This book review is reprinted from the British Homoeopathic Journal Volume 76, Number 4, October 1987, with permission from Peter Fisher, Editor.

This large, comprehensive and important text is based on articles appearing under the same title in this Journal between 1963 and 1977. Now more easily and permanently available, they will, I feel confident, be read by a large readership over the English speaking world.

The author was born in 1888, studied at St Thomas' Hospital, became a surgeon and served for twenty seven years as a missionary in China; a career which only ended consequent to the outbreak of the Second World War. He died in 1977.

Fortunately a second career evolved when he was introduced to the homoeopathic materia medica in 1936, blossoming when he came to work in the London Homoeopathic Hospital a decade later. He subsequently became a member of staff and practised privately in London.

Of an age when a classical education was considered usual, his clinical acumen was honed amidst the panorama of the multiple acute and chronic pathology of the East; his acumen was also wide in homoeopathy, including as it did National Health and private practice. Such learning shines throughout his writing and draws the reader unconsciously from one remedy to each succeeding one, with equal ease of assimilation.

The book, printed at the University Press, Oxford, is 537 pages long with a soft binding in dark maroon, the main title in gold and subsidiaries in white. Its considerable presence looks aesthetically pleasing both on desk and bookshelf. Content consists of a detailed preface, biographical and descriptive, one hundred remedies, an appendix and index of remedies. Each remedy is described under source, pharmacology, proving, appearance, psychology, physiology and symptomatology-general, also head, eyes, ears; the following systems: respiratory, alimentary, cardiovascular, urinary, genital, nervous, locomotor, skin; modalities and clinical notes.

Sections on source and pharmacology are given in considerable detail, and this is helpful in comparing the remedy in material and potentized form. The author states 'These parallels and correspondence are sufficiently numerous and striking to deserve mention, as well as being an aid to the understanding and memorizing of the materia medica picture of each remedy'.

Modalities include useful food aversions and desires; under proving, where the original is by Hahnemann, such is given, and edition where necessary; in clinical notes, relationships are given.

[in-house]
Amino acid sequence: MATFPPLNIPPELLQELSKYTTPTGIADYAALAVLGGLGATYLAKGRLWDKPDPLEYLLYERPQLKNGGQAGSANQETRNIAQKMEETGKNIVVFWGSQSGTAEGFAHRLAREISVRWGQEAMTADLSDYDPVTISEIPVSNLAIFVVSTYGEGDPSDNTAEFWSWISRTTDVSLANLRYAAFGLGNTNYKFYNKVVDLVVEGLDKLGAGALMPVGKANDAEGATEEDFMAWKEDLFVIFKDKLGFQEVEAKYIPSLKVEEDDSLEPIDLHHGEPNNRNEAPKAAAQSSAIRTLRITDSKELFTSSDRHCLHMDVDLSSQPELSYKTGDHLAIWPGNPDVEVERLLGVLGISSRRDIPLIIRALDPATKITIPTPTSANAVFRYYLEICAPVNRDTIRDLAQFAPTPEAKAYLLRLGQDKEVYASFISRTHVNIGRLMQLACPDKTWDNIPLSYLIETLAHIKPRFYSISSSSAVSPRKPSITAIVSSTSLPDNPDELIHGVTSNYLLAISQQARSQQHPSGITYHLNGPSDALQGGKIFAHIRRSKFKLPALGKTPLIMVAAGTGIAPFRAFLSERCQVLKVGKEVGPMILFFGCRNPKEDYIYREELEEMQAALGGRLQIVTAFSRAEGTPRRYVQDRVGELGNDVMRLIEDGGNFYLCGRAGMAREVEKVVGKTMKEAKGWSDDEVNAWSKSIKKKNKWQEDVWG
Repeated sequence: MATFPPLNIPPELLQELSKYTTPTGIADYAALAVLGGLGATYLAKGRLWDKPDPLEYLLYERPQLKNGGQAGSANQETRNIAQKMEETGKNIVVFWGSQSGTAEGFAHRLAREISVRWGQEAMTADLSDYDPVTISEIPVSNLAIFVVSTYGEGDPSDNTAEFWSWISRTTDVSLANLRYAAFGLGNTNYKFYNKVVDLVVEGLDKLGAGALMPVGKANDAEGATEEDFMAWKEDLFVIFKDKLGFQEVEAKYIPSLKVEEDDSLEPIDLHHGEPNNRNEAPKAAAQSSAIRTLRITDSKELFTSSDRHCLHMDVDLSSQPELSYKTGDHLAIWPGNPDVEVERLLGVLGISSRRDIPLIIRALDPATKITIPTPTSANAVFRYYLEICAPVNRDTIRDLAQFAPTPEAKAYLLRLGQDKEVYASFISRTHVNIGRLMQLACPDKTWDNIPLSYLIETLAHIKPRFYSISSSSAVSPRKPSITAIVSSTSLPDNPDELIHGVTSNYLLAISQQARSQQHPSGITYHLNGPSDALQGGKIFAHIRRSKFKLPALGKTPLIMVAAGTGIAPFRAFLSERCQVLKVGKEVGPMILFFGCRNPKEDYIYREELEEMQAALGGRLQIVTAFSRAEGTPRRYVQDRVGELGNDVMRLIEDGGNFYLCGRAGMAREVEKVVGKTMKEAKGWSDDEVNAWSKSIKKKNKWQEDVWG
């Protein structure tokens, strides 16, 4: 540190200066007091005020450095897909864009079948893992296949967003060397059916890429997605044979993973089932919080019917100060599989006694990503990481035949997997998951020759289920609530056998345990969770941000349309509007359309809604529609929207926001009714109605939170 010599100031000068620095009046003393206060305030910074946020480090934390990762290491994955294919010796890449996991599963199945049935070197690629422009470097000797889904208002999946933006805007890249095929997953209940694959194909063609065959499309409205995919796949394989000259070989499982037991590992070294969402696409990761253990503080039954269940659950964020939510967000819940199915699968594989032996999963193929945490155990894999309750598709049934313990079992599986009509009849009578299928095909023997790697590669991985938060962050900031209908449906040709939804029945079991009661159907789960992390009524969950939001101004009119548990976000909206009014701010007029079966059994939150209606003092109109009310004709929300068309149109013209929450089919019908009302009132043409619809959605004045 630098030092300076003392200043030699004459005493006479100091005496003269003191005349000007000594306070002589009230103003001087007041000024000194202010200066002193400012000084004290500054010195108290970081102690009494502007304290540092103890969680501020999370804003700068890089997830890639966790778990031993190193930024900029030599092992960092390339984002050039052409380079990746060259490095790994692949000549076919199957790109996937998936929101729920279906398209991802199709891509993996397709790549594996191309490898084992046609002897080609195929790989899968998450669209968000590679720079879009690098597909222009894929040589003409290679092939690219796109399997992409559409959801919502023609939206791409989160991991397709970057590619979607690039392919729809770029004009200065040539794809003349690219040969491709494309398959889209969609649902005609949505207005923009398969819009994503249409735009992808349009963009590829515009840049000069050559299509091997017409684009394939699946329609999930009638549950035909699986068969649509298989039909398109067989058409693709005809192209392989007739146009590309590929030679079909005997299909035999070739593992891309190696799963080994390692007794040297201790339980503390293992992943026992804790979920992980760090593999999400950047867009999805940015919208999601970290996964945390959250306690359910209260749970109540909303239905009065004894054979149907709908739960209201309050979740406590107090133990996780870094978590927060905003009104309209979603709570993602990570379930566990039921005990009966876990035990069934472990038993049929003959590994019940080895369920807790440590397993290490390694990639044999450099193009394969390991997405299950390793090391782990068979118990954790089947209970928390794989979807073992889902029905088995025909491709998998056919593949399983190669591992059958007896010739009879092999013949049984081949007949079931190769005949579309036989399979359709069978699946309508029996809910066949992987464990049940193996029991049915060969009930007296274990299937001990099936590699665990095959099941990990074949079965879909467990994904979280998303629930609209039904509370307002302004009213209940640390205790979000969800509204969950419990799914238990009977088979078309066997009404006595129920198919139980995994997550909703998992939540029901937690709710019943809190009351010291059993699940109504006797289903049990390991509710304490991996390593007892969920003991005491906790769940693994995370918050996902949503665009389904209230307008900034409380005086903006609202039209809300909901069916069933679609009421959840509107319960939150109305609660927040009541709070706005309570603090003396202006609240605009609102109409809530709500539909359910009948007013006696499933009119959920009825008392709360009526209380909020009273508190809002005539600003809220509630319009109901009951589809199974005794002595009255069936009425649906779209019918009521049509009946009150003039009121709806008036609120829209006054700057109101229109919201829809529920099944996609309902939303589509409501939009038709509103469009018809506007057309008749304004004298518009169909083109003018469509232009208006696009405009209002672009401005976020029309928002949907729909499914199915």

Originally remedies were presented in groups, and these are given in the appendix.

Four nosodes have been added, using the same method of presentation. These are Carcinosin, Medorrhinum, Syphilinum and Tuberculinum. The section on Carcinosin includes details of new varients, early provings and a bibliography.

This is a classic text in which author, editors and publishers have proved equally worthy of each other. It will assist the neophyte and established homoeopath equally in becoming more competent and reliable prescribers, thus furthering the cause of homoeopathy.

CHARLES ELLIOTT

British Homoeopathic Journal
Volume 76, Number 4, October 1987

Review

This book review is reprinted from Volume 30, Number 3 , Year 2011 edition of The Homeopath

This book has been compiled from a series of articles written for the British Homeopathic Journal between 1963 and 1977 by Dr Douglas Gibson (1888-1977). The editors describe Dr Gibson as a remarkable person, with strong convictions, a lively sense of humour, a prolific writer and who had an interesting life, more of which is described in the preface. Originally the studies appeared as groups of two or three remedies, linked by their action or source, but in this new reprint the editors have now put them in alphabetical order for ease of use.

There are one hundred and two remedies described of which four nosodes (Carcinosin, Medorrhinum, Syphilinum and Tuberculinum) have been added by the current editors as they felt no practical materia medica could leave them out. Each remedy picture follows the same systematic headings; Source, Pharmacology, Proving, Appearance, Psychology, Physiology, Symptomatology (head to toe), Modalities and Clinical Notes.